Author Topic: Field trip to Freshwater West and West Angle Bay 12/05/18  (Read 19 times)

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johnd

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Field trip to Freshwater West and West Angle Bay 12/05/18
« on: May 17, 2018, 02:14:25 PM »
FIELD TRIP TO FRESHWATER WEST & WEST ANGLE BAY

We assembled at Freshwater West car park at 10.30am. 14 members were present. A short walk brought us to Little Furzenip headland close to the B4139 road.  From here we had an excellent view of the rock platform exposed at low tide. The steeply dipping Old Red Sandstone sequence youngs to the south forming the southern limb of the Castlemartin-Corse anticline. The foreshore is bisected by the Flimston Bay Fault, a Variscan dextral wrench fault with a displacement of about 120 metres. This fault is a major tectonic feature extending southwards through the Pembroke peninsula, across the Bristol Channel and through Devon where it is known as the Sticklepath Fault.
From Little Furzenip we followed the track down to the beach where the ORS strata was exposed in a series of isolated outcrops to the east of the Flimston fault. Here we looked at conglomerates, sandstones and calcrete bearing mudstones usually arranged in fining upward sequences each with an erosion surface at the base of the unit followed by lag gravel, coarse sandstone and then grading upwards into fine sand and mudstone. This graded bedding indicated the way up of the rock sequence. We also examined some beautifully displayed ripple drift bedding sequences. These are typical of highly sinuous meandering streams that must have flowed across the arid alluvial plains in Devonian times.  On the eastern side of the fault gap at Little Furzenip there are thich layers of calcretes. These represent fossil soils produced where alternating wet and dry seasons result in leaching followed by evaporation and the precipitation of calcareous minerals within the soil.  The multiple calcrete  profiles at Freshwater West are of regional importance and are known as the Chapel Point Calcretes from the type area on Caldey Island.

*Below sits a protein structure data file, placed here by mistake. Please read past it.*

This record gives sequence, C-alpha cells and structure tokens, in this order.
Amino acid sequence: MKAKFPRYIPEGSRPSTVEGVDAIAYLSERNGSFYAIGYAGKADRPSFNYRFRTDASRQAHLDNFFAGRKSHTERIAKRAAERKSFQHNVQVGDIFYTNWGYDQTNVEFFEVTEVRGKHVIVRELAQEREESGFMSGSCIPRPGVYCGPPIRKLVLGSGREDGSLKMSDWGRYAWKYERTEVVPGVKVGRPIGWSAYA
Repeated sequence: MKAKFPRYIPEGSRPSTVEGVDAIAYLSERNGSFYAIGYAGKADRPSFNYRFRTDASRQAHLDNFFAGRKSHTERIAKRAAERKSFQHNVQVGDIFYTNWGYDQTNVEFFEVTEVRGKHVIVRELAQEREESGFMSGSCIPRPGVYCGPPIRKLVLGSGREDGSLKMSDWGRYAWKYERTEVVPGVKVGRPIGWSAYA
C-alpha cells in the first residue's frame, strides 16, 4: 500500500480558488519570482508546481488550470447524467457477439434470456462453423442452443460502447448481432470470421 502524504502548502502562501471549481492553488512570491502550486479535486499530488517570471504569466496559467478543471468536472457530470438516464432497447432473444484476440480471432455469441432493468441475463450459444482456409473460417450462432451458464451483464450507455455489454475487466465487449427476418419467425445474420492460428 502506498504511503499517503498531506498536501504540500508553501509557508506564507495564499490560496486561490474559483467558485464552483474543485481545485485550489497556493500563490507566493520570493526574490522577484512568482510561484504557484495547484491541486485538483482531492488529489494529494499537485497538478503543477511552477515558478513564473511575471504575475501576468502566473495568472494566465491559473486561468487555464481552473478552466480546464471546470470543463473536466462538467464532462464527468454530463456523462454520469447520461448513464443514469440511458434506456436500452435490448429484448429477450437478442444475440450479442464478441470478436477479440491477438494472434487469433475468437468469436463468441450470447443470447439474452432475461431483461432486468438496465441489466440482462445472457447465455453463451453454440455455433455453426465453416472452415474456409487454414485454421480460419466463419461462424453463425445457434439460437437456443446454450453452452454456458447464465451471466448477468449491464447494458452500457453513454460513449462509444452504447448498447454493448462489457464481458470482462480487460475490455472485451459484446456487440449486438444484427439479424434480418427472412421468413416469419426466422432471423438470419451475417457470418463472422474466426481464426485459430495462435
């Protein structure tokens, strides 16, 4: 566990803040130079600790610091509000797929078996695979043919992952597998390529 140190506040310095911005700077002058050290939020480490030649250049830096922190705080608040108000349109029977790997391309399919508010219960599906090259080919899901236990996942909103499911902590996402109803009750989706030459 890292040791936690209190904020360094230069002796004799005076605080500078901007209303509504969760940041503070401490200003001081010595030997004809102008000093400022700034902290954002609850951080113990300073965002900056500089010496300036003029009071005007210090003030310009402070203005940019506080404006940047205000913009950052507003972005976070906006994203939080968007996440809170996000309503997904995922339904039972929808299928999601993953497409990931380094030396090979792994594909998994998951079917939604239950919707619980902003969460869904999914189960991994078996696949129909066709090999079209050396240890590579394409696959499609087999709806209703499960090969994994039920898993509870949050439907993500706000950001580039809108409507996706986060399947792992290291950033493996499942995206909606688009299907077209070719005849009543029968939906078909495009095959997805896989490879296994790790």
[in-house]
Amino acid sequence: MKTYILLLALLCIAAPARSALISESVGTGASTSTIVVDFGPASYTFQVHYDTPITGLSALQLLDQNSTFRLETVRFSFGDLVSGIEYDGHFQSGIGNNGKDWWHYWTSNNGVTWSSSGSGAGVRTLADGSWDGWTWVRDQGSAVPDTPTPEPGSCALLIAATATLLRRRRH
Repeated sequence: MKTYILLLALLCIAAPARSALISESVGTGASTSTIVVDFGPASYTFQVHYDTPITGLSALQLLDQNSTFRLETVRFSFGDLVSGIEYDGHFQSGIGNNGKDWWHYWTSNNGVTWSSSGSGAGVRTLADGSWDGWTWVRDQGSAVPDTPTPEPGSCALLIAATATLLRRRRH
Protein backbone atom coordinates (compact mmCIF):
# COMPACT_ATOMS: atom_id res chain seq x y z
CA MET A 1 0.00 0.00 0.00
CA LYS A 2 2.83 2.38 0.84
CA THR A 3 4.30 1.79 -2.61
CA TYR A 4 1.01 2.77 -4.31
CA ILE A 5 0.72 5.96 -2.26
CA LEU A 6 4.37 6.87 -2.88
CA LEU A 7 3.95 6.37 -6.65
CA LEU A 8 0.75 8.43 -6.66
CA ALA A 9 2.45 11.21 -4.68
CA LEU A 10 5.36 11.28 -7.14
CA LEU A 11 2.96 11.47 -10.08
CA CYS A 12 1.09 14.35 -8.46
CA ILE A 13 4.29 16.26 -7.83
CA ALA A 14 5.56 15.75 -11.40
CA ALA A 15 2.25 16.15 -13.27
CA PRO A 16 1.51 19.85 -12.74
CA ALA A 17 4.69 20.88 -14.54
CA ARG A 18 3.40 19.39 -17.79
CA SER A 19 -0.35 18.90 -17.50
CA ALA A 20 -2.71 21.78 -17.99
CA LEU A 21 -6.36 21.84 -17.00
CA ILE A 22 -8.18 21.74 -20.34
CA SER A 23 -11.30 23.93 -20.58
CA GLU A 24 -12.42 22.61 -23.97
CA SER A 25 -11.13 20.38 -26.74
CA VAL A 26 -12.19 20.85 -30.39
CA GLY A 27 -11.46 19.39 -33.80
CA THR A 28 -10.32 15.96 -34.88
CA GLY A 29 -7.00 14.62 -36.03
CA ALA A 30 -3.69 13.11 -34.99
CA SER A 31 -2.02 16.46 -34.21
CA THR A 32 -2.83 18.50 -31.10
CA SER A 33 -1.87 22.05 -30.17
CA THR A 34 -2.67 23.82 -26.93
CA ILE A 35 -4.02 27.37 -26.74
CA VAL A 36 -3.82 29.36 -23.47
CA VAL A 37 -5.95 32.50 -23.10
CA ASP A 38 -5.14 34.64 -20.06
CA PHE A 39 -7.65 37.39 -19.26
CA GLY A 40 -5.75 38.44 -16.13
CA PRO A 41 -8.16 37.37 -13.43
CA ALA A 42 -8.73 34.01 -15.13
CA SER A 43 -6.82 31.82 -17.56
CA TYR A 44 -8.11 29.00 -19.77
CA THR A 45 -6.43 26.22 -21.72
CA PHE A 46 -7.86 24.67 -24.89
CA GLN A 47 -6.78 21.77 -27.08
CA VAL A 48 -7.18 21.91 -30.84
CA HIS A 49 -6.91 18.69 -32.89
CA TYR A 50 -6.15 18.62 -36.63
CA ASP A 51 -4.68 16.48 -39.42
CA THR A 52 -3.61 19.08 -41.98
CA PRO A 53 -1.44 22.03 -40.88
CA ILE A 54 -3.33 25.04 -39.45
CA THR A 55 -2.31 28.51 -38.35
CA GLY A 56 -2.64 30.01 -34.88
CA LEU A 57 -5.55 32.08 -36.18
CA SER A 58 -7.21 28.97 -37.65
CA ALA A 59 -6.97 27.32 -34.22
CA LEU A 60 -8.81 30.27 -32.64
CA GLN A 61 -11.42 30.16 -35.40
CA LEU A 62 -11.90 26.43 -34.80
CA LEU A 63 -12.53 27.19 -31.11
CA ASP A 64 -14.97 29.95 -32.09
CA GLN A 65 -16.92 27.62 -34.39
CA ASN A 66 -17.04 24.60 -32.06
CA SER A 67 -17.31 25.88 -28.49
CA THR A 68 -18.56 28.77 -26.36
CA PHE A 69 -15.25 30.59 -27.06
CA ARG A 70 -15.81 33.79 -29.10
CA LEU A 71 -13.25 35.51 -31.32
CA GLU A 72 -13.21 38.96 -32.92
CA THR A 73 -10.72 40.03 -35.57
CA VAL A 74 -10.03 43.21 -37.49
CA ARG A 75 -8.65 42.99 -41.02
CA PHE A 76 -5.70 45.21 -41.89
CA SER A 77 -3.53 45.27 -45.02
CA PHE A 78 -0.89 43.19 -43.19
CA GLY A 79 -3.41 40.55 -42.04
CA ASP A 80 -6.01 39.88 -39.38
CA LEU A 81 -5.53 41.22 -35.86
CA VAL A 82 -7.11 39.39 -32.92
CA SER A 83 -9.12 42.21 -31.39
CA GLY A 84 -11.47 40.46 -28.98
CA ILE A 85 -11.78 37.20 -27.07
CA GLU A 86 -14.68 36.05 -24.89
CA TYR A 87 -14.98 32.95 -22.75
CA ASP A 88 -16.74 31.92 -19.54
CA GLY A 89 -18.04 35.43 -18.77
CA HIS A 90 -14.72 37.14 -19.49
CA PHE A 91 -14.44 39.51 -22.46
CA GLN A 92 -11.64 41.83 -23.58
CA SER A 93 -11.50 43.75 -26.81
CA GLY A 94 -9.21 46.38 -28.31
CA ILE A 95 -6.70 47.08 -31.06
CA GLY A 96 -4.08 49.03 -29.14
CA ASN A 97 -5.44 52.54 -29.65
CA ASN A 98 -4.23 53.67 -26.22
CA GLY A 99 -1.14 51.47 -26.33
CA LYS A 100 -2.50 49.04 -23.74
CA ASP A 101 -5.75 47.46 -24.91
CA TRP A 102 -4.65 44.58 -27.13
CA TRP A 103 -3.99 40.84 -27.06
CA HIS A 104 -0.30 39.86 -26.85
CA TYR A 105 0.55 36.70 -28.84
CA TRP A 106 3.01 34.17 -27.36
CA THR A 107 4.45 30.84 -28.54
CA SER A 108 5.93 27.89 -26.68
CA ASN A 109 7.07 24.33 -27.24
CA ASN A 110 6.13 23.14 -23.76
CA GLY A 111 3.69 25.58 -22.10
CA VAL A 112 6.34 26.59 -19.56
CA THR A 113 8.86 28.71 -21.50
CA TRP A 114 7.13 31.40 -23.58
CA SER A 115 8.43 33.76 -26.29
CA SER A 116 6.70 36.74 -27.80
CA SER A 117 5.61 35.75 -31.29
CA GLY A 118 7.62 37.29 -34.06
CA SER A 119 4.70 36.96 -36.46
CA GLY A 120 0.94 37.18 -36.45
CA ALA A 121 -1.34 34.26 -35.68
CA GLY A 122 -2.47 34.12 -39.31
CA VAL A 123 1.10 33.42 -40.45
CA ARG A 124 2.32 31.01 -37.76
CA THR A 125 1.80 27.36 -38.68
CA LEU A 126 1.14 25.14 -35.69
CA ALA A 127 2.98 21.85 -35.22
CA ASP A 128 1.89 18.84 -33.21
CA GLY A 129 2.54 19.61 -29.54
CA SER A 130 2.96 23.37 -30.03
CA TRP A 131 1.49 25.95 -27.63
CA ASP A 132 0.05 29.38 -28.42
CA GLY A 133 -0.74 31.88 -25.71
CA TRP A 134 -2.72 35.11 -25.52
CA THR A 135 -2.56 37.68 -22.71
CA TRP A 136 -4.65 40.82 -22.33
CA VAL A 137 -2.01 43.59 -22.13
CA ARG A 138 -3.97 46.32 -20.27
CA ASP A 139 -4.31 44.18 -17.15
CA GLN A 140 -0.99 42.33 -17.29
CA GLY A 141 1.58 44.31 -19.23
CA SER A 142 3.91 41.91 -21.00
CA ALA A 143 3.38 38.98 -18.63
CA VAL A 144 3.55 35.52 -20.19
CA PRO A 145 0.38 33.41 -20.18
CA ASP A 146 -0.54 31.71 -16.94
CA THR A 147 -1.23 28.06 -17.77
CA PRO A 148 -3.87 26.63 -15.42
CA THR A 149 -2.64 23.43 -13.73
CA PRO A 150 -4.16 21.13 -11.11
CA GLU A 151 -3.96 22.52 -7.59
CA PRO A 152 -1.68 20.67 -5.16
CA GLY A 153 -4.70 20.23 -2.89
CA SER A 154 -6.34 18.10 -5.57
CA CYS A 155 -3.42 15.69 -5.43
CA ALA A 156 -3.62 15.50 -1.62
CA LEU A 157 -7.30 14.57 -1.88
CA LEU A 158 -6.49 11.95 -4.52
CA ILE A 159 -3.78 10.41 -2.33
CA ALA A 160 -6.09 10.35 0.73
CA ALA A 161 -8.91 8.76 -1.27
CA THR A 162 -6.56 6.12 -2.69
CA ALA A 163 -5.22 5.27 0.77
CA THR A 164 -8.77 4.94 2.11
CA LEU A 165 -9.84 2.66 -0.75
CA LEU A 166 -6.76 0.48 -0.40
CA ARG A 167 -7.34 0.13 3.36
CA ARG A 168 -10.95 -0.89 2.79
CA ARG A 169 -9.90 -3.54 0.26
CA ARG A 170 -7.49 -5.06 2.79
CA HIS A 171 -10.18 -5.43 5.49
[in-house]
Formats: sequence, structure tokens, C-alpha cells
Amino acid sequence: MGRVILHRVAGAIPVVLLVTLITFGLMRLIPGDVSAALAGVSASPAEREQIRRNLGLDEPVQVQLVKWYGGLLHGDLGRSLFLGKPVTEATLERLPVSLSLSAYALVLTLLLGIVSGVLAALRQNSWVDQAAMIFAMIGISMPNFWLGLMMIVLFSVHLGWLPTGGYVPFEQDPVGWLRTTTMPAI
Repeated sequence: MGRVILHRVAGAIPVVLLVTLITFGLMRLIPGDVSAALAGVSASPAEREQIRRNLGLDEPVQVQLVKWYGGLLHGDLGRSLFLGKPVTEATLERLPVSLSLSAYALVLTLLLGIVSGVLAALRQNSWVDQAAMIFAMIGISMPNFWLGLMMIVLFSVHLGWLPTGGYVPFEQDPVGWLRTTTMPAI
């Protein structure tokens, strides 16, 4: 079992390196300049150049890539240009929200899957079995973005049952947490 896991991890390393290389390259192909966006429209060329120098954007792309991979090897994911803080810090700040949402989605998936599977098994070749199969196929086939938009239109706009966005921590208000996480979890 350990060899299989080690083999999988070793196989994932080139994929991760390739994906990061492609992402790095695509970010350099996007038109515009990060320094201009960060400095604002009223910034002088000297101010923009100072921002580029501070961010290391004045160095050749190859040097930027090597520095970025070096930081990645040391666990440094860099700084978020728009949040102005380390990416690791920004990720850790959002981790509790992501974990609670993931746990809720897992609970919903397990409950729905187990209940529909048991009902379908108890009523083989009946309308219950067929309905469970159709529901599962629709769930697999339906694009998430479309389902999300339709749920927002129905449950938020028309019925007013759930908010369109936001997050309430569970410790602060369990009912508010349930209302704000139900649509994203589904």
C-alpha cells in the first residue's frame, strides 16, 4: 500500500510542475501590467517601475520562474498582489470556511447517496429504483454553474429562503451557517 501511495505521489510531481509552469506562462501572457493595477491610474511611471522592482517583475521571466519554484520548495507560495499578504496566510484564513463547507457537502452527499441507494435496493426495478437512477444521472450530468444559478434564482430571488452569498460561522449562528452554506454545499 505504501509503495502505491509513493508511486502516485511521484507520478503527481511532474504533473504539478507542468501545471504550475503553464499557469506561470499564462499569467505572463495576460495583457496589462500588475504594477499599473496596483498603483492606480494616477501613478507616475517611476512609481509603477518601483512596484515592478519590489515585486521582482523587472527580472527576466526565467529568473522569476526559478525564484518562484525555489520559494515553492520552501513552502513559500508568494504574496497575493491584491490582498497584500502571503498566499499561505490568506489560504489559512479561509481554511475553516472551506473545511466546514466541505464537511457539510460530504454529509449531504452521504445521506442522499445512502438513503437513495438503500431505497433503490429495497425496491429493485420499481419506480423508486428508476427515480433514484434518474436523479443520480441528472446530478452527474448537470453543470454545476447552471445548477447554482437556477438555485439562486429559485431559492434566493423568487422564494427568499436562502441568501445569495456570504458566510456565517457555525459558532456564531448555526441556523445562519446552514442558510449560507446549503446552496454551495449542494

After a rather slow lunch at the Hibernian Pub we assembled on the front in West Angle Bay and observed the line of the synclinal axis that trends WNW–ESE through the bay. We noted the dark grey limestones and shales of the Avon Group (formerly known as the Lower Limestone shales) at the base of the Carboniferous Limestone sequence that outcrop on either side of the bay with the younger Black Rock Limestone occupying much of the area beneath the sandy beach. Next we walked along the foreshore to the first cove that lies below a ruined limekiln on the north side of the bay. Here we saw the Avon Group strata dipping towards the south and resting discordantly upon the almost vertical beds of Black Rock Limestone.  There has been a strong northerly thrust movement pushing the Avon Group rocks northwards over Black Rock Limestone. The line of this thrust fault can be traced through Cove 2 and into the south side of Cove 3 where a narrow zone of brecciated limestone marks the lower side or footwall of the thrust. These broken and shattered rocks are the result of movement along the thrust fault during the Variscan earth movements.